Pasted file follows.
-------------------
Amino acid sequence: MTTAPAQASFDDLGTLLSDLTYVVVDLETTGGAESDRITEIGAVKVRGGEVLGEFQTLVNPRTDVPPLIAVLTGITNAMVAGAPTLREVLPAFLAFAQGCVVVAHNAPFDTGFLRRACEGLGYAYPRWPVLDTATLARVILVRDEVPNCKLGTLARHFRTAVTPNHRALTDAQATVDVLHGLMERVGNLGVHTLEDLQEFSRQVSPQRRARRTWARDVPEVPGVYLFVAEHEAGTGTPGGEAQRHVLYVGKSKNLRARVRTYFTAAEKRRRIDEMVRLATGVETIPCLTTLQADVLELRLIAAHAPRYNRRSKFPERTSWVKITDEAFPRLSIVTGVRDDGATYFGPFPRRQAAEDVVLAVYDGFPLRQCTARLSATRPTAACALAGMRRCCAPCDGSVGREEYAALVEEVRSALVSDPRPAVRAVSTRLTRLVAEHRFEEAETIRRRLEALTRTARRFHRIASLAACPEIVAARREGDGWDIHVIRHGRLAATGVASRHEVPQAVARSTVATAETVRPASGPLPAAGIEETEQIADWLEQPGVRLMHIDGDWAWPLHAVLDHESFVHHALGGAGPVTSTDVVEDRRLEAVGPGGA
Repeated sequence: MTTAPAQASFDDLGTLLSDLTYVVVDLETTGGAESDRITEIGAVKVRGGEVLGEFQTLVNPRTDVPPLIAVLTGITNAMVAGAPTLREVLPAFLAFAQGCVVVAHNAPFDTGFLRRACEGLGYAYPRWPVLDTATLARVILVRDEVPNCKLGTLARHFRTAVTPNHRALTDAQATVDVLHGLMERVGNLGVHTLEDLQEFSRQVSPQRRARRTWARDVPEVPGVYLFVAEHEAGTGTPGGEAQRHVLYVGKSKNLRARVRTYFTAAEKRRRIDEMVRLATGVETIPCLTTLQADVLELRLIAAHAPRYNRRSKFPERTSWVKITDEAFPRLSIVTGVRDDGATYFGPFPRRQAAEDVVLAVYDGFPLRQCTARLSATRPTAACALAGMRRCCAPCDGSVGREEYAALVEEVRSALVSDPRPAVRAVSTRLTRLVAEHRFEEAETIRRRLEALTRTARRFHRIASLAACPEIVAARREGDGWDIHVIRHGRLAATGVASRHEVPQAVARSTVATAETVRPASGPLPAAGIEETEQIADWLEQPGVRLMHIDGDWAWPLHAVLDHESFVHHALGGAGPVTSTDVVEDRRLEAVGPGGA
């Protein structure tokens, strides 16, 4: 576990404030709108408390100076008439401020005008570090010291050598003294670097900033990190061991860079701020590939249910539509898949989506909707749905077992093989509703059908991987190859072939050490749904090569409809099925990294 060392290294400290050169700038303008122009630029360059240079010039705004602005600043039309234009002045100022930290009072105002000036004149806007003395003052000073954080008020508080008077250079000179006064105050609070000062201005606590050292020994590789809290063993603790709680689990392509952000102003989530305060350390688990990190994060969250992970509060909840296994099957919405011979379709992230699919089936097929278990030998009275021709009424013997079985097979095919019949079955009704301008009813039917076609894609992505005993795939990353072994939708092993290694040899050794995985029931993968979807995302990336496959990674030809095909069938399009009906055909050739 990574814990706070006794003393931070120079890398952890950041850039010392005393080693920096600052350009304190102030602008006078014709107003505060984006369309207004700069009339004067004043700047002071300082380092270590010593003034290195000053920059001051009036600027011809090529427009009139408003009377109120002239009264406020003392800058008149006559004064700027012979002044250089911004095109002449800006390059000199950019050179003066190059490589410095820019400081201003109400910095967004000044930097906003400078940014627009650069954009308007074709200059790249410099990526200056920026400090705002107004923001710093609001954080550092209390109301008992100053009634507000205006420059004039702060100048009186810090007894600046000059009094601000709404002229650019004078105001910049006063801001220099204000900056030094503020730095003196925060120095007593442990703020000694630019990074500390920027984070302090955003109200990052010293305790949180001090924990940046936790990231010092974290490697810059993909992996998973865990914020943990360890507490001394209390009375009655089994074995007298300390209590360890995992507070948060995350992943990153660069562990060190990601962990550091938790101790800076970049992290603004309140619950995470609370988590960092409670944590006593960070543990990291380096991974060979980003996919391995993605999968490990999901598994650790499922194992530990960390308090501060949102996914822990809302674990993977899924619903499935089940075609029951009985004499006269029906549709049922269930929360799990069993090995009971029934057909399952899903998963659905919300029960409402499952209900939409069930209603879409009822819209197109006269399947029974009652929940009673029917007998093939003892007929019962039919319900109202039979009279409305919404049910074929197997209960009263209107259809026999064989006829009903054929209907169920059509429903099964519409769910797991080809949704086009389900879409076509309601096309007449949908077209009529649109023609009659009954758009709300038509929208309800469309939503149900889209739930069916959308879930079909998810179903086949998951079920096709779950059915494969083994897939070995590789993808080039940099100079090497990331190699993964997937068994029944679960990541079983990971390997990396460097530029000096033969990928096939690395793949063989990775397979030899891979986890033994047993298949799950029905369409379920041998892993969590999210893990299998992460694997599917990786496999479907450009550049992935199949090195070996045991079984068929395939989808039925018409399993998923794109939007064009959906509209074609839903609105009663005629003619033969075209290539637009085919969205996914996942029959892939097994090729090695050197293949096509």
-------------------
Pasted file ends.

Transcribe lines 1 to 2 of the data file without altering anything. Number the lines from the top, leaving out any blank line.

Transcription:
Amino acid sequence: MTTAPAQASFDDLGTLLSDLTYVVVDLETTGGAESDRITEIGAVKVRGGEVLGEFQTLVNPRTDVPPLIAVLTGITNAMVAGAPTLREVLPAFLAFAQGCVVVAHNAPFDTGFLRRACEGLGYAYPRWPVLDTATLARVILVRDEVPNCKLGTLARHFRTAVTPNHRALTDAQATVDVLHGLMERVGNLGVHTLEDLQEFSRQVSPQRRARRTWARDVPEVPGVYLFVAEHEAGTGTPGGEAQRHVLYVGKSKNLRARVRTYFTAAEKRRRIDEMVRLATGVETIPCLTTLQADVLELRLIAAHAPRYNRRSKFPERTSWVKITDEAFPRLSIVTGVRDDGATYFGPFPRRQAAEDVVLAVYDGFPLRQCTARLSATRPTAACALAGMRRCCAPCDGSVGREEYAALVEEVRSALVSDPRPAVRAVSTRLTRLVAEHRFEEAETIRRRLEALTRTARRFHRIASLAACPEIVAARREGDGWDIHVIRHGRLAATGVASRHEVPQAVARSTVATAETVRPASGPLPAAGIEETEQIADWLEQPGVRLMHIDGDWAWPLHAVLDHESFVHHALGGAGPVTSTDVVEDRRLEAVGPGGA
Repeated sequence: MTTAPAQASFDDLGTLLSDLTYVVVDLETTGGAESDRITEIGAVKVRGGEVLGEFQTLVNPRTDVPPLIAVLTGITNAMVAGAPTLREVLPAFLAFAQGCVVVAHNAPFDTGFLRRACEGLGYAYPRWPVLDTATLARVILVRDEVPNCKLGTLARHFRTAVTPNHRALTDAQATVDVLHGLMERVGNLGVHTLEDLQEFSRQVSPQRRARRTWARDVPEVPGVYLFVAEHEAGTGTPGGEAQRHVLYVGKSKNLRARVRTYFTAAEKRRRIDEMVRLATGVETIPCLTTLQADVLELRLIAAHAPRYNRRSKFPERTSWVKITDEAFPRLSIVTGVRDDGATYFGPFPRRQAAEDVVLAVYDGFPLRQCTARLSATRPTAACALAGMRRCCAPCDGSVGREEYAALVEEVRSALVSDPRPAVRAVSTRLTRLVAEHRFEEAETIRRRLEALTRTARRFHRIASLAACPEIVAARREGDGWDIHVIRHGRLAATGVASRHEVPQAVARSTVATAETVRPASGPLPAAGIEETEQIADWLEQPGVRLMHIDGDWAWPLHAVLDHESFVHHALGGAGPVTSTDVVEDRRLEAVGPGGA